So I hear that in there. She meant, and through his power, She became. But I do feel like there is, We are affected by people Who are stable and calm. Thich Nhat Hanh talked about The boat people, When people were escaping from Vietnam, He said if there was one calm person On the boat, just took one, The entire group would make it. But if there was no person Who was able to hold that, They didn't have a chance. So I think the power of one person's Rooted, calm, grounded being Is enormously powerful. But right, through the powers of, You know, that, yeah. I think for me, Especially around madness, I think it can, There's sensitivity because


There's a lot of, In our culture, There's a history of Talking about women's hysteria. Like women's emotion being seen as Oh, hysterical women Who don't know how to control their emotions. Yes. And it affects their rationality. So I can understand Around this issue of madness, There being sensitivity because of our Coming from a culture that Has had that attitude. Any other personal Reactions to it or her story? I Couldn't get close to The loss of a child. Personally, I I felt abandoned as a child.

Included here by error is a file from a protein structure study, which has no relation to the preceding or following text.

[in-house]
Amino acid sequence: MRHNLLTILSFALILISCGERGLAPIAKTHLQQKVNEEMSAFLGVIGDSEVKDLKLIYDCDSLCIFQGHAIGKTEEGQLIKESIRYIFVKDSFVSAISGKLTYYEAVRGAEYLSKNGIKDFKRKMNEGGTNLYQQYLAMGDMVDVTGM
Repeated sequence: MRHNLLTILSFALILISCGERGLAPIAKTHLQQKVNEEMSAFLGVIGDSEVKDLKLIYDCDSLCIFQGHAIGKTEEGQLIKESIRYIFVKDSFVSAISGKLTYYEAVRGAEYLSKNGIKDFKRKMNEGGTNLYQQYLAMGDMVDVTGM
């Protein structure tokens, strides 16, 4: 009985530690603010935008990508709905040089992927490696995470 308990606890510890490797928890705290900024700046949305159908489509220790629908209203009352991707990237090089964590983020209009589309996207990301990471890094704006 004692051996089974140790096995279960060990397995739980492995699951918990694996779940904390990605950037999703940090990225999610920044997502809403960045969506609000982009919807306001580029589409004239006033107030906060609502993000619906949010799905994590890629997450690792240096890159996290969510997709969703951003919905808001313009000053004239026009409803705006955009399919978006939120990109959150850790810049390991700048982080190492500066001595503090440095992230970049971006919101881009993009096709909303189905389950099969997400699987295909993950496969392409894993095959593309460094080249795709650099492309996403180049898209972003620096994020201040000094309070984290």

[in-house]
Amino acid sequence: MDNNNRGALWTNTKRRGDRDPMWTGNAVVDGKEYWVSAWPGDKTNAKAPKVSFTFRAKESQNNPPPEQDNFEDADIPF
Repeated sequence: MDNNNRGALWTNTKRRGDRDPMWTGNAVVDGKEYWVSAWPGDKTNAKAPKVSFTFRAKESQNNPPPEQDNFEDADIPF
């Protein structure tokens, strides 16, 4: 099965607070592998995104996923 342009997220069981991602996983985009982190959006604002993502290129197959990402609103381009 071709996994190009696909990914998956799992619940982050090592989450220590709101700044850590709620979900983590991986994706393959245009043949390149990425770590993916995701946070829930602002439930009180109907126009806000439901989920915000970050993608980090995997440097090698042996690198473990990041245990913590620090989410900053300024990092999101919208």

One of the difficult issues for me is Sort of how my parents Get along with The loss of their children. They just Sort of gave us up. And they seemed to function Quite well. And this woman lost a child, Didn't abandon him, But he died and She was no longer In the same contact with him And she went mad. And It just, it seems very hazy And something that I'd like to get Closer to, but I can't. Right now. Okay. Thank you. There's